Work With Not Against
Spotify and their competitors have the potential to be a useful tool for record companies. Not only can Spotify provide exposure for bands, circumventing the expensive business of plugging records for radio, but they can also provide valuable data on who is streaming a band’s records. If Presencer is so worried about the free tier of Spotify, why doesn’t he work at comparing his sales data with the streaming data from Spotify? He could work out who he needs to convince to take up paid Spotify subscriptions or find out what the market for his records is. If you know who’s streaming them, you know who might be tempted to buy them.
And then of course there’s advertising. Perhaps Ministry of Sound could persuade Spotify and the like to tell them which adverts get clicked between their tracks so they know which companies to prostrate themselves in front of: please use our Eric Prydz tracks to help you sell more probiotic yoghurts!
There Is No Armour Plate
I think that the erosion of internet privacy by the likes of CIA and Facebook emboldens people like Presencer, whose traditional business models are threatened by the rise of streaming. They know that anonymity is being scratched off our internet connections faster than a flea from a fox’s ear flaps and that torrent sites are being slowed to a trickle by censorship. They think that piracy is gone, that people wouldn’t bother going back to it if they had to pay for everything. I think people are more resourceful than that, I don’t think they are indifferent to changing their habits and techniques if they have to.
Like everyone else, he knows that it’s easier to threaten the upstart than to change his own actions. But I think the message that will come back to him from music listeners and Spotify alike is that they will need to change or they will simply be swept away.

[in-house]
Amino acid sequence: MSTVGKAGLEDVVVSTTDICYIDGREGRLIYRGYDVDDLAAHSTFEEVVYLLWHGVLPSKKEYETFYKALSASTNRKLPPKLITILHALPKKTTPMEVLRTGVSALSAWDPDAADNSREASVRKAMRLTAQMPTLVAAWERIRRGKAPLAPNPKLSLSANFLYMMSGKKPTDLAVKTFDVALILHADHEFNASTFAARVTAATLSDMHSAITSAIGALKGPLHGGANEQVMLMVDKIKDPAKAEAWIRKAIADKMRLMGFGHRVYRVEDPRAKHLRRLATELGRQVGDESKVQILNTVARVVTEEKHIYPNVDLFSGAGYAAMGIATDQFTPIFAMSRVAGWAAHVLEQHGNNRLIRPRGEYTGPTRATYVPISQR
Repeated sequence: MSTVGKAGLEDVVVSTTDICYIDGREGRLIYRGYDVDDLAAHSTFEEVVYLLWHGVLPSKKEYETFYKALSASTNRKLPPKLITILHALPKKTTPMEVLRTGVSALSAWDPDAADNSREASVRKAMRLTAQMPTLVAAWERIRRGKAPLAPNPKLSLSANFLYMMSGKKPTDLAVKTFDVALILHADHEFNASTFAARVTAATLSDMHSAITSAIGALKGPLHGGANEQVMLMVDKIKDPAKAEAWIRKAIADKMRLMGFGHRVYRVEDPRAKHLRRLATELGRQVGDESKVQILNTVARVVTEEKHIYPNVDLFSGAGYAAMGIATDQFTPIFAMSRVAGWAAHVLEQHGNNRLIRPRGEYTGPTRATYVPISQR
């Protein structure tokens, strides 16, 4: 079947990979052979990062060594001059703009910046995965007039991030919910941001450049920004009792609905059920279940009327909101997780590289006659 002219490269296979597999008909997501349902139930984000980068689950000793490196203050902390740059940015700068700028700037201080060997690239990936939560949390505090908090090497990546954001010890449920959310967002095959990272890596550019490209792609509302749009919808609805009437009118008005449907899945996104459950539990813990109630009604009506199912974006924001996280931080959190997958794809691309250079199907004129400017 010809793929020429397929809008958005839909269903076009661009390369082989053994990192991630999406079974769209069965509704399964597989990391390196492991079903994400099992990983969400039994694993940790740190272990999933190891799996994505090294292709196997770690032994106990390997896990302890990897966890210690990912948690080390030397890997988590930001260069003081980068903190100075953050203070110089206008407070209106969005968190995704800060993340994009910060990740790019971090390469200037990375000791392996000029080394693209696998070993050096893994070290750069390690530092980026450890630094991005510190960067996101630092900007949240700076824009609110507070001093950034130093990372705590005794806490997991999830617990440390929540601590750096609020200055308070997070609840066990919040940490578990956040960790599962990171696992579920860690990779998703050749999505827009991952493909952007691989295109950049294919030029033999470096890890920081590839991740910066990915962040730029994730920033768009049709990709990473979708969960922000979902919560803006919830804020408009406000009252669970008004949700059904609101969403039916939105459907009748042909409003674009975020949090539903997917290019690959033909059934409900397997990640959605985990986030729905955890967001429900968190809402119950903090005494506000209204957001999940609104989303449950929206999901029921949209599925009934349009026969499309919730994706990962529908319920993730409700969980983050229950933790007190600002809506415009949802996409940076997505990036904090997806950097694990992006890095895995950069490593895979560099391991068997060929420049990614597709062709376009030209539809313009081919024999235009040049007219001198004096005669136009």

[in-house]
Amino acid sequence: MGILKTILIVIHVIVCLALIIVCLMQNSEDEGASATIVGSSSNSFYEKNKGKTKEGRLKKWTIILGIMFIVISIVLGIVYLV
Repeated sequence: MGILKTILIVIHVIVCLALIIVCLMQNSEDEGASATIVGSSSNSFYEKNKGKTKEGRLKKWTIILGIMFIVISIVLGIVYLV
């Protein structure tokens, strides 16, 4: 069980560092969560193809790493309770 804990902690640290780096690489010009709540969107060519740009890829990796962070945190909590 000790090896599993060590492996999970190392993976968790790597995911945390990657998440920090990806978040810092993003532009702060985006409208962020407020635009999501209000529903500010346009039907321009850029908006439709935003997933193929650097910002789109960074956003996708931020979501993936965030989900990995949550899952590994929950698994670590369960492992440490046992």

Back to Whether It Hurts Artists
I don’t think Spotify does hurt artists, and specifically I don’t think a free tier hurts artists. If Spotify were to replace its free tier with one costing £2.99 a month, how many people would actually convert to that knowing that they’d still have to sit through adverts etc? How much revenue could Spotify raise from advertisers if their user base were to shrink by 70%? How would that affect how much they could pay artists and record companies?
Meanwhile, Spotify’s payouts reflect the popularity of the music on the service. The good will out. There are no doubt big bucks payouts to people like Mark Ronson but also the long tail is longer and fatter than people might imagine. If record companies help Spotify to convert more users to subscribers without blackmail or coercion, there should be plenty of cash to go around.
I am a happy paying subscriber of Spotify. Their support account on twitter is friendly and helpful. I didn’t get the job at Global Radio so I’m probably just bitter - though I wouldn’t have taken it anyway because there’s no way you could work in London on the wage they were offering.